Feet First

“It is much more important to know what sort of a patient has a disease than what sort of a disease a patient has.” - Sir William Osler

Email Dr. Alice

    follow me on Twitter
    This page is powered by Blogger. Isn't yours?
    Monday, October 27, 2003
    The Mystery of the Disappearing Calcium

    Sorry, again; busy again. I spent the weekend studying and freaking out about the fires, the Boards, then the fires, then the Boards... ad infinitum. I actually was looking forward to Monday and the discipline of work, hoping it would get my mind back on its tracks.

    We shall see.

    Presented here is a post from Paula, an internist like myself; it's all about her experience of acute hypocalcemia and tetany during a colonoscopy. It's very well written and I'd like to take this opportunity to recommend her blog in toto, but the other reason I'm linking to it is that thanks to this post I finally understand calcium metabolism.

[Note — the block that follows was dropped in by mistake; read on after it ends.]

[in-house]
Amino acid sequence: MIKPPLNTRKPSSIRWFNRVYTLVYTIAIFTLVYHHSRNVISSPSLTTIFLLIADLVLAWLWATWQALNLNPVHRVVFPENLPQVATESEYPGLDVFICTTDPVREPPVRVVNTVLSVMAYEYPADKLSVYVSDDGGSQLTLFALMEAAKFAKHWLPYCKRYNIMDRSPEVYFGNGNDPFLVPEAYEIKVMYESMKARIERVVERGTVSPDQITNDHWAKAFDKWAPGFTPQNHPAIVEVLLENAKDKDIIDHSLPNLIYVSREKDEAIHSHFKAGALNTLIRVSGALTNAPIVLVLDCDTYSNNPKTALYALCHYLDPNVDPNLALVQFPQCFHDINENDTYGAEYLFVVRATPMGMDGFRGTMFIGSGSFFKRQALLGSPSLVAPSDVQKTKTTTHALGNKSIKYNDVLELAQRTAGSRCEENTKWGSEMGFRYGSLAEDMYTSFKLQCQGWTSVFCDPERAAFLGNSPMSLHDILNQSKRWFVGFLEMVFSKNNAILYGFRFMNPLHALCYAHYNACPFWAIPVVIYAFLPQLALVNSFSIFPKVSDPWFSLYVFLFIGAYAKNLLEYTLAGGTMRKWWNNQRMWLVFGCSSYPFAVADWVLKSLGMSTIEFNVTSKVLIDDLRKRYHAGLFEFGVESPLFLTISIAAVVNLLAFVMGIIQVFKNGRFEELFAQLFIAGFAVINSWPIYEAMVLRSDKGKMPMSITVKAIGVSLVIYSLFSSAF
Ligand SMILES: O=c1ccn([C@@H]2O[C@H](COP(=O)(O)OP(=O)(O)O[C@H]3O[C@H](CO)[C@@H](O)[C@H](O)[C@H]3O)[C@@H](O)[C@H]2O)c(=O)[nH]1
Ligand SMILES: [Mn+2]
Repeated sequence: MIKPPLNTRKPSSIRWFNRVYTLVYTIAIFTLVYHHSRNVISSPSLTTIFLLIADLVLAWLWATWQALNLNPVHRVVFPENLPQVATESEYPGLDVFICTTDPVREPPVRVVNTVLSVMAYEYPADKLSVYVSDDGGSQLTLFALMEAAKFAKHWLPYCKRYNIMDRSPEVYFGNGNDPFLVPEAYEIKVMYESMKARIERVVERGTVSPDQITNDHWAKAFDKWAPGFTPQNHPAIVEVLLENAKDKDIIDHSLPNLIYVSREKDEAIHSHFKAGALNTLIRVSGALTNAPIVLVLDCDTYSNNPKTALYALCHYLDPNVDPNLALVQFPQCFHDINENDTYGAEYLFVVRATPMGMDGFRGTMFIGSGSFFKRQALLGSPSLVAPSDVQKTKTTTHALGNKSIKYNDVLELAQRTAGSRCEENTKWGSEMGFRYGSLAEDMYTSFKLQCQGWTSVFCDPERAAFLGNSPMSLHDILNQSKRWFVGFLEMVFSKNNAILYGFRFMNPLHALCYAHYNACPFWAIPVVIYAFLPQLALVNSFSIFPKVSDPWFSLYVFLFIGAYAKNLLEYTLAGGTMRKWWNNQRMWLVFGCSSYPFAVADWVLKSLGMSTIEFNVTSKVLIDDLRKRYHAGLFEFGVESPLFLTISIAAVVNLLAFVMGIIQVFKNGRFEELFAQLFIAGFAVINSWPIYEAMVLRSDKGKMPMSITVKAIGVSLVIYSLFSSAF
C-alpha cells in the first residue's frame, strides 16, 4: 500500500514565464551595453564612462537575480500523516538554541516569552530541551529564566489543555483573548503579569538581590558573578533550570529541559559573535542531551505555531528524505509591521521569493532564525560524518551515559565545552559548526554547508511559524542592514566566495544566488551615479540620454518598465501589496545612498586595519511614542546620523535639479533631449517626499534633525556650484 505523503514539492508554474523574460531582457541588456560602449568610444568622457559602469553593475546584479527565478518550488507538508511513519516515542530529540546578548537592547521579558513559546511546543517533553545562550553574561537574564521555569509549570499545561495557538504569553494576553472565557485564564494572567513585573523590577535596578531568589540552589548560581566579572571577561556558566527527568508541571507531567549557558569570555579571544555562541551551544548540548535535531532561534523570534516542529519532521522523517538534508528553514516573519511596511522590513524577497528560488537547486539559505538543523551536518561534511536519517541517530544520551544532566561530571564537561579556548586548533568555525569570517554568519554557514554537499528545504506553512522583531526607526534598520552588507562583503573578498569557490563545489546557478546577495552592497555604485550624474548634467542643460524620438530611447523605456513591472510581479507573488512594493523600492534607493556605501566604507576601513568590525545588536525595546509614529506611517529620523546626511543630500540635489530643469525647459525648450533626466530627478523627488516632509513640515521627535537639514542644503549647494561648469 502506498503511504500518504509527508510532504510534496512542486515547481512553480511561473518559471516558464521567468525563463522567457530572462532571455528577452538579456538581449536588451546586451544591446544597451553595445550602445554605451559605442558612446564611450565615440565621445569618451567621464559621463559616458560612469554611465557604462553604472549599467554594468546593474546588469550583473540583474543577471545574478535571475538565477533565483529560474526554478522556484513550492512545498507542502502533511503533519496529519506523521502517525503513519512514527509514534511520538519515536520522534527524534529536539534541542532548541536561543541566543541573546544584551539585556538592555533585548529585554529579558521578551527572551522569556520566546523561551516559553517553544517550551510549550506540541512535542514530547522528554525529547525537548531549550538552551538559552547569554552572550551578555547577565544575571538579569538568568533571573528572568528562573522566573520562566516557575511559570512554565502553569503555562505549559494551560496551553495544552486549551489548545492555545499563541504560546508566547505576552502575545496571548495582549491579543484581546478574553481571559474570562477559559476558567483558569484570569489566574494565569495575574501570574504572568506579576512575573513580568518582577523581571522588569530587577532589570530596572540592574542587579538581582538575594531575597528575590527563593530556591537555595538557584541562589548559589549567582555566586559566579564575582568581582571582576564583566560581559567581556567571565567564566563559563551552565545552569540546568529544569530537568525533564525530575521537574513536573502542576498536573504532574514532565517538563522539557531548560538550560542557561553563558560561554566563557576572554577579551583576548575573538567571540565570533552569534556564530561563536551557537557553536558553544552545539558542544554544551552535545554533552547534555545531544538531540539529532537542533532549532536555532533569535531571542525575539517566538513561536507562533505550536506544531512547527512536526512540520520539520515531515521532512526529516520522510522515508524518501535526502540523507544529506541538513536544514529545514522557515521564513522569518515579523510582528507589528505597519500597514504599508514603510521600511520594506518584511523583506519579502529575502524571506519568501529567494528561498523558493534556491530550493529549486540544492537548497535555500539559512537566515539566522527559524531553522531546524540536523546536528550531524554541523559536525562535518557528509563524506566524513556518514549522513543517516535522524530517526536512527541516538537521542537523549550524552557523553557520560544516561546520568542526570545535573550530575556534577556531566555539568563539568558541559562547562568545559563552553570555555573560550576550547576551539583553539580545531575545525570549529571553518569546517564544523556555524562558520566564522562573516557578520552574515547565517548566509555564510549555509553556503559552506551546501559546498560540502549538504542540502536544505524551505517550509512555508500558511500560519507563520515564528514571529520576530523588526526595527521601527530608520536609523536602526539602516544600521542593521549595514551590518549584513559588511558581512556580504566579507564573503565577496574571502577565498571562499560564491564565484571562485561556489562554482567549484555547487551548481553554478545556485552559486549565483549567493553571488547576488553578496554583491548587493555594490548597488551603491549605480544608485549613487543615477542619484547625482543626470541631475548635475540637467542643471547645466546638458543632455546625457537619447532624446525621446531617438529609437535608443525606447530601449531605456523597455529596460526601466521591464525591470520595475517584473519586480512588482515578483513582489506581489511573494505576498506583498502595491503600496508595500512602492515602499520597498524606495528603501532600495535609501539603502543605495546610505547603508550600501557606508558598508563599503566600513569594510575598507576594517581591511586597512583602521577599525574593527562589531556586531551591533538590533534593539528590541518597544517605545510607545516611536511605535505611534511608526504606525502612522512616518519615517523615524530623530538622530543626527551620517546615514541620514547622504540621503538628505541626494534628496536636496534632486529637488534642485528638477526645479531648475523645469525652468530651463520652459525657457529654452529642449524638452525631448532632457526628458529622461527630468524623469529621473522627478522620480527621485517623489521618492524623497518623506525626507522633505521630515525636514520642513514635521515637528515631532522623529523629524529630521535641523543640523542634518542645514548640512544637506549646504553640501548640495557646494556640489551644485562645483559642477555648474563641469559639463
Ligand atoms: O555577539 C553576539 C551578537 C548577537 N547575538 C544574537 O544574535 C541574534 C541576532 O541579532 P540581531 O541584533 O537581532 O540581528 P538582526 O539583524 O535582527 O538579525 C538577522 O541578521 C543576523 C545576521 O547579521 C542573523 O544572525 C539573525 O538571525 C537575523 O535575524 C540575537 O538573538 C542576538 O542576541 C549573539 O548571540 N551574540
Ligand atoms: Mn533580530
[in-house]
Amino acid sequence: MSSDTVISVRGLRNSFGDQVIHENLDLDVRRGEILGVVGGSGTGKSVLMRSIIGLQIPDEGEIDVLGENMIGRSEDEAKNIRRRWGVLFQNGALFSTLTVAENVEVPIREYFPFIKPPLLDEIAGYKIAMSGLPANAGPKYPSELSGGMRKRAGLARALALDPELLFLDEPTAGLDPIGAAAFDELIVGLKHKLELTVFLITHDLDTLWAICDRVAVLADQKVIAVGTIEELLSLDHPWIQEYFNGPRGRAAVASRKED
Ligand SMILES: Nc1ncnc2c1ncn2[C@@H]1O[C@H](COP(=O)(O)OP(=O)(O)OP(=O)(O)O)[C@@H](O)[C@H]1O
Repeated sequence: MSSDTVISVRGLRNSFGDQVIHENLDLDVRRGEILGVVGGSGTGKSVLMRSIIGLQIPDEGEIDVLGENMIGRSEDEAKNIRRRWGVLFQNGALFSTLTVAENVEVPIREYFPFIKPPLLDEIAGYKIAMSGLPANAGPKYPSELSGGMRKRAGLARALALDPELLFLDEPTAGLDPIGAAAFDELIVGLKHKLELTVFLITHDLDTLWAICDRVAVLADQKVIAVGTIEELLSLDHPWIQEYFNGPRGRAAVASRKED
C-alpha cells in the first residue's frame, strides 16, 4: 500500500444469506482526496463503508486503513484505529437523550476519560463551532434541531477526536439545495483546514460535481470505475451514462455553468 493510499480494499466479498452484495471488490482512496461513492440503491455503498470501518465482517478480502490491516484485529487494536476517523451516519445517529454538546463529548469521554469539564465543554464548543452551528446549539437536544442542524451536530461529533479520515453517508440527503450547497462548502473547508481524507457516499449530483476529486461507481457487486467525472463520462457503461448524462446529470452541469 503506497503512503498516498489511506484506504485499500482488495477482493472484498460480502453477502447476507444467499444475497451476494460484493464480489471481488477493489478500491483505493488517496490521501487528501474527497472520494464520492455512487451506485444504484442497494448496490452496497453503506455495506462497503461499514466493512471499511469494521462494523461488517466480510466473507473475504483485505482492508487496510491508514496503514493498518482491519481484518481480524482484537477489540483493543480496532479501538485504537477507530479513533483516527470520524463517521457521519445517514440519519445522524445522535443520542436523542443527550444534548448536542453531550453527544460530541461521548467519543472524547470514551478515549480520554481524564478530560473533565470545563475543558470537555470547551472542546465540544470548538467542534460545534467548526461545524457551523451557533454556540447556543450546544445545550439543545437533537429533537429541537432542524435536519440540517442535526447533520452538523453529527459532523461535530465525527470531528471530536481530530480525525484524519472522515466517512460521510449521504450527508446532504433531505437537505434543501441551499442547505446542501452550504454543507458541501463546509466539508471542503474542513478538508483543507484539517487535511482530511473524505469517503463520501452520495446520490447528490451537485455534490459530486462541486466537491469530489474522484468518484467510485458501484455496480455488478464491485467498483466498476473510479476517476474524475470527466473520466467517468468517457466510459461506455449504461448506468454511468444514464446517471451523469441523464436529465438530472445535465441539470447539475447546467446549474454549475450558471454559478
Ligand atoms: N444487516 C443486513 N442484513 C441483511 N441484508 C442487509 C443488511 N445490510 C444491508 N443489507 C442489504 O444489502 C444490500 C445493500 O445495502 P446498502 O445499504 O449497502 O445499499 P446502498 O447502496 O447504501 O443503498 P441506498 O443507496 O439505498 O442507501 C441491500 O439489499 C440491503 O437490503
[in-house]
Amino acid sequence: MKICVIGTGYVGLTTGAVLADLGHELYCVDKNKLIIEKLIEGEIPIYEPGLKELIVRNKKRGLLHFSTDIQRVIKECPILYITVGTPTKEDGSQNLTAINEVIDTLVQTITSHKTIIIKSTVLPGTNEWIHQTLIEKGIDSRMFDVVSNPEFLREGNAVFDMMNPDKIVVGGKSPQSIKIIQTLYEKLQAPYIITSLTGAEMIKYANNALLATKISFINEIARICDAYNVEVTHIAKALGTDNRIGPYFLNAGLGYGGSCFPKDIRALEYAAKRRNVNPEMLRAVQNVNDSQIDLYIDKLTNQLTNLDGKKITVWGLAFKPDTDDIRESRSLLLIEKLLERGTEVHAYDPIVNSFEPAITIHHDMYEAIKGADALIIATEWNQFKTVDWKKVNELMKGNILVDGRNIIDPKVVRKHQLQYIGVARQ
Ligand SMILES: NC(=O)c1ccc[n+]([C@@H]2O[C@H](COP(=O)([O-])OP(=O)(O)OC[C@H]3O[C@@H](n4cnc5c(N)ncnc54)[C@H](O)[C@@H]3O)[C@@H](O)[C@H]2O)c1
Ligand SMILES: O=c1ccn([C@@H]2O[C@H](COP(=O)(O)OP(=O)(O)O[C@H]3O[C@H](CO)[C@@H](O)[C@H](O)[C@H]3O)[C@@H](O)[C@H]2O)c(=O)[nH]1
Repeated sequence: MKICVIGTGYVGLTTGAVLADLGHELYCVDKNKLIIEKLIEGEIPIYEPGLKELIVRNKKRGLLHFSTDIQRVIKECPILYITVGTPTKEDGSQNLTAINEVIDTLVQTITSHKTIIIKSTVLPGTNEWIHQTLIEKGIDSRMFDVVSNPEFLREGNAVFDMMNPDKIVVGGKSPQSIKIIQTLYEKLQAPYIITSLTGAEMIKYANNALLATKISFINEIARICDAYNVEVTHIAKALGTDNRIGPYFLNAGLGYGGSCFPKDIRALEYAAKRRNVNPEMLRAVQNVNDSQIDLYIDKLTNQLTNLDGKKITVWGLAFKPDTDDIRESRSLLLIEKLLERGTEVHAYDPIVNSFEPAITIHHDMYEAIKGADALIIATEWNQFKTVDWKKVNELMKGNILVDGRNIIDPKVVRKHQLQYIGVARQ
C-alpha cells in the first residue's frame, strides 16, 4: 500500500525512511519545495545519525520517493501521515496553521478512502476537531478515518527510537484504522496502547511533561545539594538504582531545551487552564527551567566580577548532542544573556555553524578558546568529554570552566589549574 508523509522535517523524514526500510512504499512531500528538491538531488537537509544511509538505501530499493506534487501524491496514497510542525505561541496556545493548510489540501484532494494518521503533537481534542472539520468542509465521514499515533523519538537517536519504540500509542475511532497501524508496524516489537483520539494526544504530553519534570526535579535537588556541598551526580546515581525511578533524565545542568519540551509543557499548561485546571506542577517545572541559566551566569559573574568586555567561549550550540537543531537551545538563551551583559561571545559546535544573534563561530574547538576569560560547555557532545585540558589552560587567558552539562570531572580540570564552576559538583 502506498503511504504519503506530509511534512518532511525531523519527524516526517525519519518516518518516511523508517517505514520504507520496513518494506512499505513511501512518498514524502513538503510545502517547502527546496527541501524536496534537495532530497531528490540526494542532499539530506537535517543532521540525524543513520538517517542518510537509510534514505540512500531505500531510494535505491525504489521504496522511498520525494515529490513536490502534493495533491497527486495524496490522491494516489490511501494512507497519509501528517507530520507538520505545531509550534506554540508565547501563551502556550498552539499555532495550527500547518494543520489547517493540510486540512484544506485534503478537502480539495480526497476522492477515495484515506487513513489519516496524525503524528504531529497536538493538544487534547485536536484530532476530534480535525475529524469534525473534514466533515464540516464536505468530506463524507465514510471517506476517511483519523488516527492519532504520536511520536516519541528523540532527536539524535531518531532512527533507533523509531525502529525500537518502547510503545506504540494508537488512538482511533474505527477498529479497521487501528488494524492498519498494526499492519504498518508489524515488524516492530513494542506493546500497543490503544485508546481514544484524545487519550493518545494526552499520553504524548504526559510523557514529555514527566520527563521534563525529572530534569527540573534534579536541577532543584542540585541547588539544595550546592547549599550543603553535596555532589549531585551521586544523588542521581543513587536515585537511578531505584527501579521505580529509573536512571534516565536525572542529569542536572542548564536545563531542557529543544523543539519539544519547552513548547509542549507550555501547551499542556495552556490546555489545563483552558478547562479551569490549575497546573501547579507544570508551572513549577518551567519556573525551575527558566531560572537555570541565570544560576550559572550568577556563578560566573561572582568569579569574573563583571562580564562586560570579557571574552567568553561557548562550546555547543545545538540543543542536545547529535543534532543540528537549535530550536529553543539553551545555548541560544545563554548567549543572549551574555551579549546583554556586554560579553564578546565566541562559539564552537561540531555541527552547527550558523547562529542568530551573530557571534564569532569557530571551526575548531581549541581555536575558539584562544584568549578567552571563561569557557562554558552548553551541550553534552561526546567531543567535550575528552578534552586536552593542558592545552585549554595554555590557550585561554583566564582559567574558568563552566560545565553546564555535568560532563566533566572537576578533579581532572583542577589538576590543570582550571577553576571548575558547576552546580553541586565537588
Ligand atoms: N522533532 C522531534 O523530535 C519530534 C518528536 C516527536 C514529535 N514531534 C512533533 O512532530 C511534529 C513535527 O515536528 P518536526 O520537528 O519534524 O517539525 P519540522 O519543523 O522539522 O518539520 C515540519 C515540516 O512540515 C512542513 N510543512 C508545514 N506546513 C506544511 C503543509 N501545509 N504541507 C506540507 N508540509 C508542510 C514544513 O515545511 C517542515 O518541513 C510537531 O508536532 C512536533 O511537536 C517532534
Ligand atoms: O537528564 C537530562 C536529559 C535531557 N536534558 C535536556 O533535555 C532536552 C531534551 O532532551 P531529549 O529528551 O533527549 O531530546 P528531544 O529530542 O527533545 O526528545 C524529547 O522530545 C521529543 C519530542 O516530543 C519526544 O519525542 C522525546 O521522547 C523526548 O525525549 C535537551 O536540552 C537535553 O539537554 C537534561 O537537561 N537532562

Briefly, Paula is a vegan (at least, she was for a while. I don't know if she still is after this experience) who went for a colonoscopy as a regular screening procedure. Prior to this sort of test, you must ingest a "colon cleanser" (read: extremely powerful laxative) so that the MD can see what he/she is doing and whether there are any lesions in the colon. Most colon cleansers are heavy on the phosphate. Phosphate binds with calcium and precipitates it out of the bloodstream. If you have normal calcium levels, this is not a problem - but if you are vegan, meaning you don't eat dairy, and you work from dawn to dusk and never see the sun (and therefore don't have any Vitamin D in your system), you wind up with osteomalacia or "adult rickets." And then, after ingesting lots of phosphate in the colon cleanser, your calcium goes into the basement and you get tetany or cramps and spasms all over your body.

    Thanks, Paula. I get it now.



    Post a Comment